by Christina Schwartz
When the vivacious Mathilda Neumann drowns on a winter night in 1919, she leaves behind a daughter, Ruth, a husband, Carl, and a tangle of unanswered questions. With grim determination, Mathilda’s sister Amanda takes charge of the family and its farm. But Amanda is unable to control the suspicion surrounding Mathilda’s death, which spreads like a stain through her survivors and, eventually, through the Wisconsin community where she lived and died.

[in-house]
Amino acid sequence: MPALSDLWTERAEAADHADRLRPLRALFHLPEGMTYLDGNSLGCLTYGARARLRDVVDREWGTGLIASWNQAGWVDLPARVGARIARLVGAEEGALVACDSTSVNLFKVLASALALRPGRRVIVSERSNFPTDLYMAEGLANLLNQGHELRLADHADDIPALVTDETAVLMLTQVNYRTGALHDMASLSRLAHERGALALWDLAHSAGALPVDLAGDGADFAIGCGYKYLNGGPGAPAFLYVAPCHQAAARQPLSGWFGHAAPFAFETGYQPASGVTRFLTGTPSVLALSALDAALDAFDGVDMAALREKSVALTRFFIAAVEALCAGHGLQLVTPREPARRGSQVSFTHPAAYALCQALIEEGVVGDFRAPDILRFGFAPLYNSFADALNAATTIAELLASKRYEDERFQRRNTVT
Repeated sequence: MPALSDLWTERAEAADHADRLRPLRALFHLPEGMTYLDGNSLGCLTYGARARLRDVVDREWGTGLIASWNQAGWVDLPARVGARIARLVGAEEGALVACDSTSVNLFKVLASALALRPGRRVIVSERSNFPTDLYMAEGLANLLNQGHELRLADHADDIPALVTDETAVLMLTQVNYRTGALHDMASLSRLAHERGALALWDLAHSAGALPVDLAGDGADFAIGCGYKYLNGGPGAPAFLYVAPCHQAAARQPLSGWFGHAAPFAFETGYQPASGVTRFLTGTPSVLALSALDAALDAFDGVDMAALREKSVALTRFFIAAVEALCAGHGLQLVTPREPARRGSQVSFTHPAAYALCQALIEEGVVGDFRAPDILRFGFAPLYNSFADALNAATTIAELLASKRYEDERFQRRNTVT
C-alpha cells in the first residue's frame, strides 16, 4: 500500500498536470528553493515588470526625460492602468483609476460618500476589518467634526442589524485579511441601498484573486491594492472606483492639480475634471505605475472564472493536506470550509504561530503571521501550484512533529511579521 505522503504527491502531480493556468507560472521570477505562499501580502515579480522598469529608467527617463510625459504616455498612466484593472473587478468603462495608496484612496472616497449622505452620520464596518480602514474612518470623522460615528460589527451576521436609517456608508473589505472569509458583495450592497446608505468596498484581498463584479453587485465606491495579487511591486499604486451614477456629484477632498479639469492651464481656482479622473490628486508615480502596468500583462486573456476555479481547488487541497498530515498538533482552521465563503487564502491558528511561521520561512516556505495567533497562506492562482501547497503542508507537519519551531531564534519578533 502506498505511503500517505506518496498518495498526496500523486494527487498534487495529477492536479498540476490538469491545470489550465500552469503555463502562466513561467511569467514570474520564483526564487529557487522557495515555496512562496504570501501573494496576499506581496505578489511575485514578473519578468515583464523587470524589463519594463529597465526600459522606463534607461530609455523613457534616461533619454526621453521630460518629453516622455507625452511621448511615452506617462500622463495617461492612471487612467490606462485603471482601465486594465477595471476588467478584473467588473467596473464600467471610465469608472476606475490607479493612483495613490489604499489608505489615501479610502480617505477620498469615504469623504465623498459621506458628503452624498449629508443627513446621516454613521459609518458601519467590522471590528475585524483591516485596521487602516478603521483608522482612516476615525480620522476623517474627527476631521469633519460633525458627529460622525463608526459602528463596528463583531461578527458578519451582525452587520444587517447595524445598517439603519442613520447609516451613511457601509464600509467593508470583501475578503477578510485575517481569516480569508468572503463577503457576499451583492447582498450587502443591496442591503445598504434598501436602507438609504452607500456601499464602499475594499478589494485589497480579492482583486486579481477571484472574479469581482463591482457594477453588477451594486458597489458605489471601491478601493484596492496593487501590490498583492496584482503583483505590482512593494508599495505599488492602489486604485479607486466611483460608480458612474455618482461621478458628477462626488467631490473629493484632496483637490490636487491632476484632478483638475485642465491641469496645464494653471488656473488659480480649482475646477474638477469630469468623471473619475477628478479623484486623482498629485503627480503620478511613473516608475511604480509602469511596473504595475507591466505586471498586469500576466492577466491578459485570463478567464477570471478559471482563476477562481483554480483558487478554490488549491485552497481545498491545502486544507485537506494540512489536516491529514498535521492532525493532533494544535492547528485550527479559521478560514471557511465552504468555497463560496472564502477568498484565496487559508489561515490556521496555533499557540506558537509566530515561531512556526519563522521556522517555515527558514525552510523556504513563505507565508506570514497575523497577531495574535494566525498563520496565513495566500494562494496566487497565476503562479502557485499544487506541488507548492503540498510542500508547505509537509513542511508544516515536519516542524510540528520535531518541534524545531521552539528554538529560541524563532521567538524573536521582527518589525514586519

That’s the nub of Christina Schwartz’s first novel, which gains a prickly momentum as it closes in on Amanda’s devastating secrets. A cinematic if slightly surreal prairie epic, it takes its title from Ruth’s haunting memory of struggling in the water the night her mother died. If your taste runs to miraculous coincidences and primal emotions, you’re in good company with Ruth. (Doubleday, $23.95)
Bottom Line: Absorbing family saga